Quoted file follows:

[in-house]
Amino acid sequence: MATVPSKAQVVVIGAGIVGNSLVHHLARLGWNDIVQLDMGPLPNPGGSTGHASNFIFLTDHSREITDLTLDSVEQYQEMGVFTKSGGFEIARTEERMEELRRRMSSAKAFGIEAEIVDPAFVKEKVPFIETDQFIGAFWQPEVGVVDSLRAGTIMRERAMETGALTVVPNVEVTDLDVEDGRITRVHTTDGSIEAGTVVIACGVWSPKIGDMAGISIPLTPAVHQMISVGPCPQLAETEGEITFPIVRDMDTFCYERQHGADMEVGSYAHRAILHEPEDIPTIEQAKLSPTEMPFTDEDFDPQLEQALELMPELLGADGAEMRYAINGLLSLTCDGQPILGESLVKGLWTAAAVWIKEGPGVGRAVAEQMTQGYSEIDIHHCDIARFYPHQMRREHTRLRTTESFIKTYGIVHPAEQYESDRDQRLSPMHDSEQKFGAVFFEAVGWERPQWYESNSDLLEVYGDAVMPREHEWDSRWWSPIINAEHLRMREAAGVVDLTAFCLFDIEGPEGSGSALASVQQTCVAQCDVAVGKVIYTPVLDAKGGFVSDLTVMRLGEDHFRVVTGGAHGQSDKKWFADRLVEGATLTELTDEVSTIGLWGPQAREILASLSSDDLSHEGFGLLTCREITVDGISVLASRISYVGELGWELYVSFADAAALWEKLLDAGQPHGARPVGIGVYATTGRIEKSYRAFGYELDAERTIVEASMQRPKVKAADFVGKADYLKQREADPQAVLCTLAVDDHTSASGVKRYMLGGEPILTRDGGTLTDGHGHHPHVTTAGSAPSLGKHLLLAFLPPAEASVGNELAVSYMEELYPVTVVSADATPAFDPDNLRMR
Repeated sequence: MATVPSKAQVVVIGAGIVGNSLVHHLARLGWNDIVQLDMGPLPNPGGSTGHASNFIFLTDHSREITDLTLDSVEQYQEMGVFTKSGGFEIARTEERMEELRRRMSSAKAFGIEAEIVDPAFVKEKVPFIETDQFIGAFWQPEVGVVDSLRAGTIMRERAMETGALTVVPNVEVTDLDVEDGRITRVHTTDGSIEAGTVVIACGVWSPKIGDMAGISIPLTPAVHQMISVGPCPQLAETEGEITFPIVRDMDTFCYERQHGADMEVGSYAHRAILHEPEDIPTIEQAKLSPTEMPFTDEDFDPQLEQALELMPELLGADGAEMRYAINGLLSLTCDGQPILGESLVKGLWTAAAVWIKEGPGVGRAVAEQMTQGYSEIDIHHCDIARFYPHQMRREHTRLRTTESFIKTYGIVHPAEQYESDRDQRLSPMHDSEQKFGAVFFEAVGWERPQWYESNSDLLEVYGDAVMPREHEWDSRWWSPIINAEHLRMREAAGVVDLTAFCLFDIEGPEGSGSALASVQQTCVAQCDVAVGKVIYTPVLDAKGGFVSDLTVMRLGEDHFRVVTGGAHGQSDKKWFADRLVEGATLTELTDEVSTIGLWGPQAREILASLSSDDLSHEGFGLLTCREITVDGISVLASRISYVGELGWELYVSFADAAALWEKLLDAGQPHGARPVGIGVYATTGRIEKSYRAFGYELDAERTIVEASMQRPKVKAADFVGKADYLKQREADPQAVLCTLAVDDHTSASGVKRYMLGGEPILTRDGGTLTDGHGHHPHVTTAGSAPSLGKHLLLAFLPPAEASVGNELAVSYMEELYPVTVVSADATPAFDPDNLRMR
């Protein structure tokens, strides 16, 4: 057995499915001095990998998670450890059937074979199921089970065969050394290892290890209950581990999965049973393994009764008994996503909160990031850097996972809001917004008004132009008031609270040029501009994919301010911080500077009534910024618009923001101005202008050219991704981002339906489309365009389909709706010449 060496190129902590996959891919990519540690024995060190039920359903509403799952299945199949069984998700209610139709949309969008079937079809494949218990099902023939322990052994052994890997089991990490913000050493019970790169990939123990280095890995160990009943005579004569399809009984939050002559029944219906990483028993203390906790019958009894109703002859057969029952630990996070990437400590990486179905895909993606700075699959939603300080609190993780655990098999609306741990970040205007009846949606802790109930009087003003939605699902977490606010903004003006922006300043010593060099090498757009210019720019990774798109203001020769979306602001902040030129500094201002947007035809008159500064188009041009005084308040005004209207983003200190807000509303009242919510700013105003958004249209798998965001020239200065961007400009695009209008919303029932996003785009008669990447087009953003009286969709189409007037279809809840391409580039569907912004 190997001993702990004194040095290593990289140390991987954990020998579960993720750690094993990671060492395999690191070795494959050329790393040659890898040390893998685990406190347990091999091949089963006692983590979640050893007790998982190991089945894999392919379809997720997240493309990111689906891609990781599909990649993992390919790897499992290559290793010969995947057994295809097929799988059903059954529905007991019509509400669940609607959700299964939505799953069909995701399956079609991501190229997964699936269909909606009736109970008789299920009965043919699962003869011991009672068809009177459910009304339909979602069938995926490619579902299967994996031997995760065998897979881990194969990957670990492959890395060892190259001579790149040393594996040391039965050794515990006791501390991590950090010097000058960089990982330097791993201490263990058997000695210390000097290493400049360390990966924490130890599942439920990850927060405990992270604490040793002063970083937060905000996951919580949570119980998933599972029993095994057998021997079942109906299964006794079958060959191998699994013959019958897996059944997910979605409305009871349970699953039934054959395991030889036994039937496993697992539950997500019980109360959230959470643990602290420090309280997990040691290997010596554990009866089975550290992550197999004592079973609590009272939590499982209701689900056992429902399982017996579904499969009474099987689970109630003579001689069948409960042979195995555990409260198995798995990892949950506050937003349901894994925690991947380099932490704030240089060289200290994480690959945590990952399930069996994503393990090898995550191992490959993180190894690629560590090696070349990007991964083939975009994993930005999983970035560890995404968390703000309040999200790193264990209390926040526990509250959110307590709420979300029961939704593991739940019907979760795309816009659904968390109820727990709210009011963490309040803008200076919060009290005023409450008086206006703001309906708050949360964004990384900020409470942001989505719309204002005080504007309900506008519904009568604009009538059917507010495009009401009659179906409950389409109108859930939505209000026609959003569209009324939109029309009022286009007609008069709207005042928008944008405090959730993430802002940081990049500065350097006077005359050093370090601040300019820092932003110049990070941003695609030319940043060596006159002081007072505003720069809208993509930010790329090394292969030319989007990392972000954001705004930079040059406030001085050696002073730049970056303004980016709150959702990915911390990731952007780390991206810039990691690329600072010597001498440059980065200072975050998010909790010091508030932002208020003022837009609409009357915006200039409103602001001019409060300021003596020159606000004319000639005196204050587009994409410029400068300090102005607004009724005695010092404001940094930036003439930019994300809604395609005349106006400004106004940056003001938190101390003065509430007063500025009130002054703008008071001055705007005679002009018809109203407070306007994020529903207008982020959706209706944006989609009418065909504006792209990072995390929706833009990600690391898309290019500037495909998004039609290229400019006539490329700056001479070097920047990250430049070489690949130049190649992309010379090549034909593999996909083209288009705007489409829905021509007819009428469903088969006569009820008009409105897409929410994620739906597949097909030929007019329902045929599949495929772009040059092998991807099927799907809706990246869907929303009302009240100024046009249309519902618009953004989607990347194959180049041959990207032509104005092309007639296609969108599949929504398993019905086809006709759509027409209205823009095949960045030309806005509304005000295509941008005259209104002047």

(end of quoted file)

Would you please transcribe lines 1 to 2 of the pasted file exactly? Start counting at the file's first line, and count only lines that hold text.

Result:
[in-house]
Amino acid sequence: MATVPSKAQVVVIGAGIVGNSLVHHLARLGWNDIVQLDMGPLPNPGGSTGHASNFIFLTDHSREITDLTLDSVEQYQEMGVFTKSGGFEIARTEERMEELRRRMSSAKAFGIEAEIVDPAFVKEKVPFIETDQFIGAFWQPEVGVVDSLRAGTIMRERAMETGALTVVPNVEVTDLDVEDGRITRVHTTDGSIEAGTVVIACGVWSPKIGDMAGISIPLTPAVHQMISVGPCPQLAETEGEITFPIVRDMDTFCYERQHGADMEVGSYAHRAILHEPEDIPTIEQAKLSPTEMPFTDEDFDPQLEQALELMPELLGADGAEMRYAINGLLSLTCDGQPILGESLVKGLWTAAAVWIKEGPGVGRAVAEQMTQGYSEIDIHHCDIARFYPHQMRREHTRLRTTESFIKTYGIVHPAEQYESDRDQRLSPMHDSEQKFGAVFFEAVGWERPQWYESNSDLLEVYGDAVMPREHEWDSRWWSPIINAEHLRMREAAGVVDLTAFCLFDIEGPEGSGSALASVQQTCVAQCDVAVGKVIYTPVLDAKGGFVSDLTVMRLGEDHFRVVTGGAHGQSDKKWFADRLVEGATLTELTDEVSTIGLWGPQAREILASLSSDDLSHEGFGLLTCREITVDGISVLASRISYVGELGWELYVSFADAAALWEKLLDAGQPHGARPVGIGVYATTGRIEKSYRAFGYELDAERTIVEASMQRPKVKAADFVGKADYLKQREADPQAVLCTLAVDDHTSASGVKRYMLGGEPILTRDGGTLTDGHGHHPHVTTAGSAPSLGKHLLLAFLPPAEASVGNELAVSYMEELYPVTVVSADATPAFDPDNLRMR